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Customers mourn closing of Panico’s Community Market in Smithtown

The Panico family is closing the market after more than three decades to devote itself to raising money for veterans.

Donato Panico, right, poses for a photo with

Donato Panico, right, poses for a photo with his son, Donato Panico, Jr., at Panico's Community Market in Smithtown on Saturday, Jan. 13, 2018. The market is closing Sunday after more than three decades in business. Photo Credit: Barry Sloan

Dee Nerlino has been buying filet mignons from Panico’s Community Market in Smithtown for decades.

“When you cook it, you can cut it with a fork,” she said Saturday morning at the market, where she came to buy six of the tender steaks.

They would be her last from the small Italian grocery, which is closing Sunday after more than three decades in business.

“I felt like I got kicked in the stomach when I found out,” said Nerlino, who lives in Nesconset. “I’m really gonna miss it.”

Nerlino and other longtime customers will have to go elsewhere for the steaks, sandwiches, sausages, store-made pastas and sauces that have been staples of the family-owned market since it opened on Terry Road in 1984.

“You don’t find those types of shops around anymore,” said Smithtown Supervisor Ed Wehrheim, a regular customer. “Panico’s will be sorely missed.”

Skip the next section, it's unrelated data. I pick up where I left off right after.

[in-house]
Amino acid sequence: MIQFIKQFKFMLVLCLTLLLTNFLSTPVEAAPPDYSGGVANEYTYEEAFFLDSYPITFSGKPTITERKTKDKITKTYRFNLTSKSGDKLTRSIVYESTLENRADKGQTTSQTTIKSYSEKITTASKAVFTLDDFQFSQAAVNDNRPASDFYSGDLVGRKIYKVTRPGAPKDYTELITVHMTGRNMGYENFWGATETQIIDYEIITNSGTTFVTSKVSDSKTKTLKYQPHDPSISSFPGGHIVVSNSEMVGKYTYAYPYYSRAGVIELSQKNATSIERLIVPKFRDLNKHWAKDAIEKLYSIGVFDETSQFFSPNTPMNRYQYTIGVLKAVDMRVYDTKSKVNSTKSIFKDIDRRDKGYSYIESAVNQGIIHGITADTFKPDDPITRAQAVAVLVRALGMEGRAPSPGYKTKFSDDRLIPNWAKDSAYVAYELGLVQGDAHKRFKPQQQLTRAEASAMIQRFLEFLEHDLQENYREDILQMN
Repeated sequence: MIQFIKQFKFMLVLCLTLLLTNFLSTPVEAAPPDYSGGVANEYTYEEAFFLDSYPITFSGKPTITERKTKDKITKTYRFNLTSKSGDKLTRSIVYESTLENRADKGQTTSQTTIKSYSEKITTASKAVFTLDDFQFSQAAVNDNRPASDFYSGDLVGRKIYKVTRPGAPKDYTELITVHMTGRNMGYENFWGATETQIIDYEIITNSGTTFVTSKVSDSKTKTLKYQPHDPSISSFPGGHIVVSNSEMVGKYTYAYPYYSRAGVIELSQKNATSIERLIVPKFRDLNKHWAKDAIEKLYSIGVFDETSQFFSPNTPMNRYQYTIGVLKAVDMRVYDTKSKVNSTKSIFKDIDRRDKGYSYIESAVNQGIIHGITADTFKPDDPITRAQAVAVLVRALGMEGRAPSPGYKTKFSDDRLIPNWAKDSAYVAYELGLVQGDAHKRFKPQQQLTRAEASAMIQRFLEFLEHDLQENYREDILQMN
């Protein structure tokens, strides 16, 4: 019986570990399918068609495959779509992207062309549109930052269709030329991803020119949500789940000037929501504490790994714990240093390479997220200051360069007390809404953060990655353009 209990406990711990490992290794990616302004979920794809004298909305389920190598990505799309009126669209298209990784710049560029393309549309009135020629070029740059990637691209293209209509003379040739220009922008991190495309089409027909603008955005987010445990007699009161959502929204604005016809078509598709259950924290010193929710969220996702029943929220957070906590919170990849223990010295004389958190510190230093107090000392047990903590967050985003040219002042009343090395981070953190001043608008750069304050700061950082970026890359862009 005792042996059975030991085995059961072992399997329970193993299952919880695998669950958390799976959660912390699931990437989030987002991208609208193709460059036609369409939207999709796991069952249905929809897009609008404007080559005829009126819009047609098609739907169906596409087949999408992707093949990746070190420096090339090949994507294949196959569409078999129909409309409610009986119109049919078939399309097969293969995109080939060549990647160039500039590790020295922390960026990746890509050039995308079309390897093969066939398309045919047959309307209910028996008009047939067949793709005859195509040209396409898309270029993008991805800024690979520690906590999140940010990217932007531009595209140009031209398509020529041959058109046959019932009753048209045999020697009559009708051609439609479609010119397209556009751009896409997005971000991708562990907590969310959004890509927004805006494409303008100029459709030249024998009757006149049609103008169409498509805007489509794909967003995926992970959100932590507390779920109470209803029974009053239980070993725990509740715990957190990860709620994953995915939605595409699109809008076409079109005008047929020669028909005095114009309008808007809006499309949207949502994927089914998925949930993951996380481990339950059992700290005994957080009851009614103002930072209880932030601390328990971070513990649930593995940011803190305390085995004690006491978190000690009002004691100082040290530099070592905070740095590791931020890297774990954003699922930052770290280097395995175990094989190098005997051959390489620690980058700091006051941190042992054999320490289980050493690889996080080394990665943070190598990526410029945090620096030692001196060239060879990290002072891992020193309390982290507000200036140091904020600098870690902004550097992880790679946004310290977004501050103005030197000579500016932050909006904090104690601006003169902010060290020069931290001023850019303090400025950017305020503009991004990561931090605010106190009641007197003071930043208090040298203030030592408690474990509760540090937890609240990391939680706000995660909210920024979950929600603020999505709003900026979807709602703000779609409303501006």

Donato Panico Jr. said the family is closing the market to devote itself to raising money for veterans.

“It’s been a great run, but it’s time to move on,” said Panico, 50, whose father founded the store and who has worked there since he was young.

Panico first became involved in charity work after Sept. 11, 2001. The Smithtown resident spent 10 straight days at Ground Zero, serving first responders breakfast, lunch and dinner, and sleeping in his catering truck, he said.

Since then, staff at the one-story shop with drop ceilings and tile floors have made food for local police and firefighters on every anniversary of the attack, including 3,300 three-foot heroes distributed among every police and firefighter precinct in New York City in 2016.

Panico said he will now work full-time at his nonprofit, Heros 4 Our Heroes, to raise money for the Northport Veterans Affairs Medical Center.

Employee Nicky Morreale will join that effort, continuing his longtime work for the family.

“This is the only thing I’ve ever known,” said Morreale, 27, who grew up across the street from the shop.

Morreale said his father died when he was young — a void that the Panico family helped to fill.

“My childhood was here,” Morreale said. “We didn’t shop anywhere else. We came here. A lot of people in this town are like that.”

Donato Panico Sr., who founded the store, said he plans to relax starting Monday.

“I want to play a little golf. I want to hang around Miami Beach. You know what I mean?” said Panico, 76.

Panico has been working in butcheries since he was a teenager in Park Slope, Brooklyn, he said. He is proud of the work he has done at his family’s market.

“We’re going out like Marciano,” he said, referring to ex-heavyweight champion Rocky Marciano, who retired undefeated. “We’re going out on top.”

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